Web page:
“There’s a financial gain, but also a do-the-right-thing gain,” says Tran.
That’s something that was important to the clients of both firms. “They see their home as a civic asset,” says Olson, referring to the owners of Meadow House, who often host fundraisers at the property. “The whole attitude of these people, from the beginning to the end, was about how they treat their community. They’re just trying to do the right thing, trying to help humanity, trying to be generous to others.”
It was only natural that they wanted the whole process to be as sustainable as possible, but that’s not an uncommon request. About 75 percent of Olson Kundig’s clients ask the same, but it’s something the firm brings up with all of its clients. For those who may be hesitant, they stress the financial benefits. “We talk to them about the long-term gains of doing something that will last for many years without a huge amount of upkeep and that will save them a lot of money in their heating and maintenance bills,” says Olson. “If you have the money to step up to the plate in the first place, it does pay off over time.”
KAA and Olson Kundig estimate that the upfront costs for building a sustainable home are about 5 to 15 percent higher than traditional construction. But as technology advances, that number is getting smaller—and return on investment is improving. “From an economic standpoint, it’s a lot more viable than it used to be,” says Olivier Landa, the project manager of Meadow House. “We do a life cycle cost analysis for systems to see how long it will take to earn your money back. For some things, like stormwater management, the answer is never. You do it because it’s the right thing to do. For things like the solar array on this house, we were able to tell them that in five years, they’d get their money back. After that, they’re saving.”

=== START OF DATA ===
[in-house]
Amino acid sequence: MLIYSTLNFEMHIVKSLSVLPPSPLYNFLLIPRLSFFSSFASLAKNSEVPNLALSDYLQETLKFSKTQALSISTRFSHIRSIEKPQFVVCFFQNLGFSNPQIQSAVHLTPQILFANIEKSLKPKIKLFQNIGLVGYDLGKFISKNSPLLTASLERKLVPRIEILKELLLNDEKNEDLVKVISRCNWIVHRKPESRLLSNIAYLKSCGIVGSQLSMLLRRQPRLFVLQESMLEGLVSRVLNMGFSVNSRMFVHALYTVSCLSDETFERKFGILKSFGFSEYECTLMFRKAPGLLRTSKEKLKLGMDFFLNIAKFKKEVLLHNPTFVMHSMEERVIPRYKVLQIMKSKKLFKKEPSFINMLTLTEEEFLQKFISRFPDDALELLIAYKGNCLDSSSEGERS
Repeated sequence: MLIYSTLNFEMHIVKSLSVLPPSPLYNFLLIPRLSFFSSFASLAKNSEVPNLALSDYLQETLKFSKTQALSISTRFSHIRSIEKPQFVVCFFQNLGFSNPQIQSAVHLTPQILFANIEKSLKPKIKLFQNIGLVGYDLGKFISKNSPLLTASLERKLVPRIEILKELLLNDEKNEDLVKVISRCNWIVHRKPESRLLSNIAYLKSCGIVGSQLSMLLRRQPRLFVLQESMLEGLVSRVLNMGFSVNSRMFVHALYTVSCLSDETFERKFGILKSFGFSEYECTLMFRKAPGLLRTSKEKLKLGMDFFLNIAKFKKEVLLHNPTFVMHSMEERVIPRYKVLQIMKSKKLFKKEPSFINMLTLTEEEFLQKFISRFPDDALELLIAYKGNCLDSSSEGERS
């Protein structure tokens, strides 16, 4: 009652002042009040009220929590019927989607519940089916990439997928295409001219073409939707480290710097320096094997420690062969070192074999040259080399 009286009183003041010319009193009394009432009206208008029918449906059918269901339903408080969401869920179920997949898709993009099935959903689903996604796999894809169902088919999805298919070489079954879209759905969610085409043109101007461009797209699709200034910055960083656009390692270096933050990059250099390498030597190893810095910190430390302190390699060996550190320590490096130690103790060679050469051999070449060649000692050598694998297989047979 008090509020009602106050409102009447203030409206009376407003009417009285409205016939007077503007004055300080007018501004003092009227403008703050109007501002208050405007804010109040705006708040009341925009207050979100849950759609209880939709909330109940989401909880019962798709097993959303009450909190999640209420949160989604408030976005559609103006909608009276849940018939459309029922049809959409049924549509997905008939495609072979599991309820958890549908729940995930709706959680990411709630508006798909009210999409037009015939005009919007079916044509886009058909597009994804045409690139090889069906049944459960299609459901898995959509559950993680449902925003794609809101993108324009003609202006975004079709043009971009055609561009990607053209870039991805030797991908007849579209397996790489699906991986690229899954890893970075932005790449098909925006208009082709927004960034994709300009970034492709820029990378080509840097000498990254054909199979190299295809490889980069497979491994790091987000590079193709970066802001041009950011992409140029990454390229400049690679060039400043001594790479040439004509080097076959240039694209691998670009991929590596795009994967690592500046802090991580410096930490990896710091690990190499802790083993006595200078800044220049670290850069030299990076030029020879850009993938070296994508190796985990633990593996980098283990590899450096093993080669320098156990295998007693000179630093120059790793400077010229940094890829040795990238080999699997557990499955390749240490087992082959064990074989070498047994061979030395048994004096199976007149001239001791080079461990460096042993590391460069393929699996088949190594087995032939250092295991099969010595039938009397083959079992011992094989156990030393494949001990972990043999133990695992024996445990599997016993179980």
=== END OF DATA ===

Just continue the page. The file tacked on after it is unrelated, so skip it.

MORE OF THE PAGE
Beyond being good for the environment, the common thread among all of these features—from solar arrays and geothermal systems to native plants and nontoxic building materials—is that they are built to last. And that is the real key to a sustainable home: longevity.
“I always think of houses as something that should last for 500 years,” says Olson. “If they have a long life, and they’re flexible enough to be used in a variety of ways, then future generations can take advantage of them for whatever their needs are. At Meadow House, we’ve done something that doesn’t have to be torn down or replaced. It can keep serving people for many years to come.”
Architects understand that people will always want to build big houses. “It’s an insatiable human activity,” says Kirkpatrick. “So we’ve just got to do the right thing and build homes for the long run and employ great technology where and whenever we can. I think when you do that, when you build something that is for life, for legacy, and you incorporate technology and systems today that allow us to live lighter, then that’s truly being green.”
Homepage photo of California Meadow House, Matthew Millman